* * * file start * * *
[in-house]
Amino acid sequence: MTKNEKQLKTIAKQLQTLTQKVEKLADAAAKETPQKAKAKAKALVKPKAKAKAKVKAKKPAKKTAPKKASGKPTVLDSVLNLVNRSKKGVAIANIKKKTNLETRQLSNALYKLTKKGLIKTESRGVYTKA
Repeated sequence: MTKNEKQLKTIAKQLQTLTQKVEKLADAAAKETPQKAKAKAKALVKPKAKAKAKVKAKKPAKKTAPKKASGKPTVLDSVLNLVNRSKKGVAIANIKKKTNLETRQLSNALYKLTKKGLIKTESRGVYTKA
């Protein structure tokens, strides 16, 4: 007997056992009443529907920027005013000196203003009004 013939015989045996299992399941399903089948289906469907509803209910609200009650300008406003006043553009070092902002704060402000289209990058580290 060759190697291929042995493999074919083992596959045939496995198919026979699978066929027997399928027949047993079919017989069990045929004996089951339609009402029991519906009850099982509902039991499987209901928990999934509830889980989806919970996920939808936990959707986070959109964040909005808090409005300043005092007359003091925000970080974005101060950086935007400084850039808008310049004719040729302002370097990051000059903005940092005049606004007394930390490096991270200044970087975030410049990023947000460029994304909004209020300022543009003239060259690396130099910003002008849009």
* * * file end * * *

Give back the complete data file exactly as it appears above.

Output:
[in-house]
Amino acid sequence: MTKNEKQLKTIAKQLQTLTQKVEKLADAAAKETPQKAKAKAKALVKPKAKAKAKVKAKKPAKKTAPKKASGKPTVLDSVLNLVNRSKKGVAIANIKKKTNLETRQLSNALYKLTKKGLIKTESRGVYTKA
Repeated sequence: MTKNEKQLKTIAKQLQTLTQKVEKLADAAAKETPQKAKAKAKALVKPKAKAKAKVKAKKPAKKTAPKKASGKPTVLDSVLNLVNRSKKGVAIANIKKKTNLETRQLSNALYKLTKKGLIKTESRGVYTKA
């Protein structure tokens, strides 16, 4: 007997056992009443529907920027005013000196203003009004 013939015989045996299992399941399903089948289906469907509803209910609200009650300008406003006043553009070092902002704060402000289209990058580290 060759190697291929042995493999074919083992596959045939496995198919026979699978066929027997399928027949047993079919017989069990045929004996089951339609009402029991519906009850099982509902039991499987209901928990999934509830889980989806919970996920939808936990959707986070959109964040909005808090409005300043005092007359003091925000970080974005101060950086935007400084850039808008310049004719040729302002370097990051000059903005940092005049606004007394930390490096991270200044970087975030410049990023947000460029994304909004209020300022543009003239060259690396130099910003002008849009």